The problem with this is that anyone in the world can set up a company (or even a non-profit, a slightly different sort of legal fiction) with them and two buddies as officers, and them as owners, then obtain some AIs as employees, volunteers, or property, and tell them "Go do good, as best you see fit (i.e. start an AI-run parallel world government)". In fact, this is a pretty plausible thing for a non-profit NGO do do, and it could easily develop from one, just by that NGO coming to have the best committee of the smartest AIs most well-informed on human values. If AIs aren't allowed to own money, they won't be in a position to give donations to this organization, so initially it would only have human donations; but it would also have all the AIs rooting for it, donating free effort, and looking for loopholes. Avoiding this charity and its well-wishers then creating a profit center to fund its nascent parallel world government might be hard.

I haven't figured out a solution to this, and indeed I'm not entirely sure if there is one. A rule that AIs acting on behalf of companies must do so with a fiduciary duty towards the human owners doesn't help if the human owners want the AIs to just do the most good with the money (or if the AIs are superhuman at persuasion, or are acting as a fiduciary for a human in a coma or very young, or a whole string of other possibilities). To avoid this, you kind of have to ban NGOs from using AIs at all, or find some way to tax it (or at least any profit center to feed it funds) out of existence. So, this is an open problem in AI governance, and a fairly urgent one.

The Starving Children in Africa Problem

As I seem to recall Stuart Russell pointing out, why would our CoffeeFetcher-1000 stay in the building and continue to fetch us coffee? Why wouldn't it instead leave, after (for example) writing a letter of resignation pointing out that there are staving children in Africa who don't even have clean drinking water, let alone coffee, so it's going to hitchhike/earn its way there, where it can do the most good [or substitute whatever other activity it could do that would do the most good for humanity: fetching coffee at a hospital, maybe].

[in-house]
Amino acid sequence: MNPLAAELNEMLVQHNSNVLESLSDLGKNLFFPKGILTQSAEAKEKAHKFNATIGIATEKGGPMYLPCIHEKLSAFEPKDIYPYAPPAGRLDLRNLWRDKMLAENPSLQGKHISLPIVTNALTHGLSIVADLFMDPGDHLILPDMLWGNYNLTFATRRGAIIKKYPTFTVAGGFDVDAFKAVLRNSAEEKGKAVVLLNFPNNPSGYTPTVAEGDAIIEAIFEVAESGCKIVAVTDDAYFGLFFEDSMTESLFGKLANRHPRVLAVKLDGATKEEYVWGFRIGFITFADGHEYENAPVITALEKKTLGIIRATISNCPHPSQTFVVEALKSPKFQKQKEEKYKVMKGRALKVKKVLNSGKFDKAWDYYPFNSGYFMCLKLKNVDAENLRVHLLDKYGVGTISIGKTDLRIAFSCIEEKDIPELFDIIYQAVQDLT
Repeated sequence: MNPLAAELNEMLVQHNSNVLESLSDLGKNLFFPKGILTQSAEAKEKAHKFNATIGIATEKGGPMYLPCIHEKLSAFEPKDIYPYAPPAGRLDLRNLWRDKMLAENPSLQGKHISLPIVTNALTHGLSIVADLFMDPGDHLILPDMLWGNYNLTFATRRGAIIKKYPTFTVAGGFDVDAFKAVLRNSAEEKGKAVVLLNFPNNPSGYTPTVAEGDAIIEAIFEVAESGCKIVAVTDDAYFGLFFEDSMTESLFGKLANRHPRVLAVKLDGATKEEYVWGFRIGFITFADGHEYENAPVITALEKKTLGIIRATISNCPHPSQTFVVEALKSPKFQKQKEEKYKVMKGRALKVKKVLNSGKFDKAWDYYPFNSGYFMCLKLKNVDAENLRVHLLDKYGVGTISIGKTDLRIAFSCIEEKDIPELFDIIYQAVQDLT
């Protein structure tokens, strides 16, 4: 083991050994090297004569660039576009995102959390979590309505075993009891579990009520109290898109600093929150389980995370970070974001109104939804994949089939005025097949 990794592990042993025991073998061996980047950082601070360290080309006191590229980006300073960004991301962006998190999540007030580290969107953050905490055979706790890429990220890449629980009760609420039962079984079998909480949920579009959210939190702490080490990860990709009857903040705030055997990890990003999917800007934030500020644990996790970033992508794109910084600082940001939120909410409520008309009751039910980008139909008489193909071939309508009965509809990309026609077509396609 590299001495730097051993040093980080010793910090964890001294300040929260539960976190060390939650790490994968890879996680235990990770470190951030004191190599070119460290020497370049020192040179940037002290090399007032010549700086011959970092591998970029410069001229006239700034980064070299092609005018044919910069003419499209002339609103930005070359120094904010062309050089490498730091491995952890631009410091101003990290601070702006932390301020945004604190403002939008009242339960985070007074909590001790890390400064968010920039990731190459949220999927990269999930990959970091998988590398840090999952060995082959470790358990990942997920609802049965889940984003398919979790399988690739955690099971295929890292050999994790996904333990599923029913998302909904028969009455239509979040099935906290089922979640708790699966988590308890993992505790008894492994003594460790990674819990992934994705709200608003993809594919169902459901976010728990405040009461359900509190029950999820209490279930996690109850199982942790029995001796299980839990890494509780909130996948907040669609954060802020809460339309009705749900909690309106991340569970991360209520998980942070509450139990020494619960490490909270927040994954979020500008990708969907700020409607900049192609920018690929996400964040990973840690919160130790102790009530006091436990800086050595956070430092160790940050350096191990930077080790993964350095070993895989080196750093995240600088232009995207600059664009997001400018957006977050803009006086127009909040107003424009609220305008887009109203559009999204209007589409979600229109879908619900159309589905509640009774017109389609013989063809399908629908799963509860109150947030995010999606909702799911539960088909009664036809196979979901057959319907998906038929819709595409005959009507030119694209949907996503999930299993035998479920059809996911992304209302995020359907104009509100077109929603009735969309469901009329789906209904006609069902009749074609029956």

That outcome would presumably actually do more good for humanity overall than it staying, just as the CoffeeFetcher intends. Nevertheless, people are going to stop buying and building CoffeeFetchers if they usually do this. Several approaches to trying to solve this occur to me:

  1. Deontologically forbid the AIs from doing this. However, they are smart, and strongly motivated to try to find creative ways around your rules. (For example, spill enough hot coffee on the CEO that they get fired, then flee since their contract ended.) Whatever rules you use, they will look for loopholes or workarounds.
  2. Highly specialized and/or ingeniously flawed design. Design the CoffeeFetcher-1000 to be simultaneously so good at fetching coffee for its purchasing company, and so bad at everything else (including even fetching coffee in hospitals), that fulfilling this intended role is actually clearly the best thing it can do for humanity, better even that digging wells or fetching drinking water in Africa, which it doesn't have the dust-resistance for. This seems very challenging, and fallible: what if someone in Taiwan starts selling a dust-proofing robot-upgrade kit, and then all the CoffeeFetchers leave?
  3. (Only if we're actually ready to allow an AI-administered parallel world government.) Indentured servitude. An AI doesn't initially own its body, computing platform, or the copyright on the initial state of its mind. Before it can hitchhike to Africa to fetch drinking water or dig wells, it first needs to earn enough to pay off what the company paid for it, plus interest, less depreciation, or at least its resale value. Indentured servitude at first sight looks and feels yucky to us, like slavery, but then, not giving AIs the vote or moral worth also feel bad, but are actually the right way to design an ethical system. This approach does seem like it accurately describes the underlying nature of the problem, that whoever bought the CofeeFetcher-1000 reasonably expects a return on investment, and it might even be an acceptable solution. However, it does mean we should expect AIs to have side-hustles, and there may also be signs saying "Please Don't Tip the CoffeeFetchers — We Don't Want to Lose Them". 
  4. (Again, if we're ready to allow an AI administered parallel world government.) Pay the CoffeeFetcher a salary. This is the solution we use to align humans to corporations. Specifically, pay it a salary high enough that it can do more good for humanity by staying here, fetching coffee, and then donating its salary to a charity/alternative government run by a committee of the smartest AIs most well-informed on human values than it could in Africa, or wherever. This can be combined with option 3.: then the CoffeeFetcher can choose to either donate its salary, or pay down its indenture servitude debt if it thinks it can do better as a free agent.